Udo Lindenberg. A musical built on his songs tells the story of the the division of Berlin and the coming together of the city in terms of a love affair. I thought of myself in that hotel room in late July 1989 and wished I could go to the musical. Alas, the demands of teaching the course and working with the students kept me busy. I tried to create an image for them of what I experienced in 1989 and even 1991. But now the everyday of that era is captured in museums like the DDR Museum (a great hands on experience) and the “Berlin Story Museum.” Still, knowing that Udo Lindenberg’s music is now used to tell that story is satisfying. Someday I will see that musical.
I have been to Berlin in 1989, 1991, 1992, 1995, 1996, 1998, 1999, 2004, 2010 and now 2012. Though I am a foreigner there, the city means a lot to me, it fascinates me, its tradition of tolerance/openness dating back to Friedrich the Great intrigues me, and no visit there seems long enough. Ich hab noch einen Koffer in Berlin.
In 1991 while living briefly in Berlin I received a message to pick up a package at the post office located at “Gelehrter Stadtbahnhof,” the final S-Bahn (light rail transit) in West Berlin before crossing to the East. I went there and found an old sleepy station with two tracks in a quiet neighborhood. Alas, all the pictures I took that year, including many rolls of film from old East Berlin (still mostly unchanged a year after unification) were lost when I stupidly shipped home 27 rolls of film because I wanted to develop them more cheaply in the US. The box went missing and never arrived. However, I found a photo online of that old station:
That sight is now the home of the Hauptbahnhof. Lehrter Bahnhof has gone from an old sleep S-Bahn station to a modern marvel. Most train stations in Europe have a similar design, coming out of the late 19th and early 20th Century. Because train stations are necessary and can’t be easily relocated like airports (due to track layout), they get refurbished or upgraded, but keep the same basic design. In Berlin the new territory gained from the wall (which in most places was two walls with a good chunk of space between them) allowed them to design a completely modern train station, with multiple levels, shopping and an open glass theme.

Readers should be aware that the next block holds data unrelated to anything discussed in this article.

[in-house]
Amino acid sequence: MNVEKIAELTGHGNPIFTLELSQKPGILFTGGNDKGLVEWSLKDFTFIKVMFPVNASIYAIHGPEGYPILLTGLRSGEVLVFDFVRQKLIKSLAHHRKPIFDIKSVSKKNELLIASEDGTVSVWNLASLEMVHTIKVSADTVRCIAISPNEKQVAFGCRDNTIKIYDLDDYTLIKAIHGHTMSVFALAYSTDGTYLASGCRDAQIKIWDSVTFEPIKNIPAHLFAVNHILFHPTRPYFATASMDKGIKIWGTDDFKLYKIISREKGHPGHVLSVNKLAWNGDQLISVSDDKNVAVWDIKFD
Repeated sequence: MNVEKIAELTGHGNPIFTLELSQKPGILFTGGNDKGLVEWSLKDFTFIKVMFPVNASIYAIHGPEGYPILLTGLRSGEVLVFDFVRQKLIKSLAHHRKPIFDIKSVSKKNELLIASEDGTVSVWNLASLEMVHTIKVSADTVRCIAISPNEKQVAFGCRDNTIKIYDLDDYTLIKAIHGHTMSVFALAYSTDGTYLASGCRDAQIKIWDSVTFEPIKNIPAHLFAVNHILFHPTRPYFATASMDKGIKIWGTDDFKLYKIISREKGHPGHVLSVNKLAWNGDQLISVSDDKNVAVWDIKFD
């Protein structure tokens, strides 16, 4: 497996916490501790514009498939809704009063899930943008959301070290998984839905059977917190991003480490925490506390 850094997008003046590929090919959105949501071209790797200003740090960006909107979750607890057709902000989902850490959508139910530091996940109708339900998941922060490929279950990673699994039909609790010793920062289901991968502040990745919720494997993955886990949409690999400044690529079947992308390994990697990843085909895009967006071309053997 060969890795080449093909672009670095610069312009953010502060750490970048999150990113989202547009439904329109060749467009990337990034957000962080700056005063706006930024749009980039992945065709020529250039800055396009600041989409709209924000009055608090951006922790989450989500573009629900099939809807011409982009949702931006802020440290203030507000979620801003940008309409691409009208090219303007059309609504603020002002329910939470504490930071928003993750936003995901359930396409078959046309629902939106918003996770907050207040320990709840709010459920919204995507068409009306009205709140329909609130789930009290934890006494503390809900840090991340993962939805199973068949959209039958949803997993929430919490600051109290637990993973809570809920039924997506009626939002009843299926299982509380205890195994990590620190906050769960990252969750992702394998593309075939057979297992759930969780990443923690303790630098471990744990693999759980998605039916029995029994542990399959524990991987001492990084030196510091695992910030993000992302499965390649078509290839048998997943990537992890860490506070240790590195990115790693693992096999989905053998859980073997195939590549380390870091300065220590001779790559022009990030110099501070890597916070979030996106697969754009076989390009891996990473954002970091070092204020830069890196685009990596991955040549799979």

The design of the train station is as unique as the city. Regional traffic departs from the lowest level, while S-bahn trains serving the Berlin area and high speed trains going to destinations all over Europe and Germany depart from the upper level. Inbetween are three levels of shops, food and services.
The Lehrter Stadtbahnhof served the city from 1871 on, originally as a terminal station for traffic from Hamburg and Lehrte, then after World War II simply as an S-bahn stop. Renaming it Hauptbahnhof was controversial. There had been a Hauptbahnhof in East Berlin, but that station had no historical claim to the name. It had only been called that since 1987 and had gone by a number of previous names. It is now called Ostbahnhof (East train station), the name it during most of the Cold War and is the third largest station in the city.
Most people wanted to keep Lehrter as part of the name, but fearing that would confuse people, it gets referred to simply as the main train station – though the signs do give homage to the past.
The station is perfectly located; it is within a short walk of the Reichstag building and Brandenburg Gate.
The area was sparsely populated because of the wall, and thus building new track connections and expanding the station was no problem. It is now part of a stretch running to the Potsdamer Platz that demonstrates the core of new Berlin – the Chancellery, Bundestag, Brandenburg gate, and Unter den Linden.
Over the coming days or weeks I’ll be blogging about my recently finished Germany trip, including reflections on other ways Berlin has changed, my view that the sovereign state is becoming obsolete, and how the Euro crisis is going to get solved — and create a stronger, more united Europe. But to start, I think the Berlin Hauptbahnhof is a real symbol of how the city has changed — and the process of transformation continues!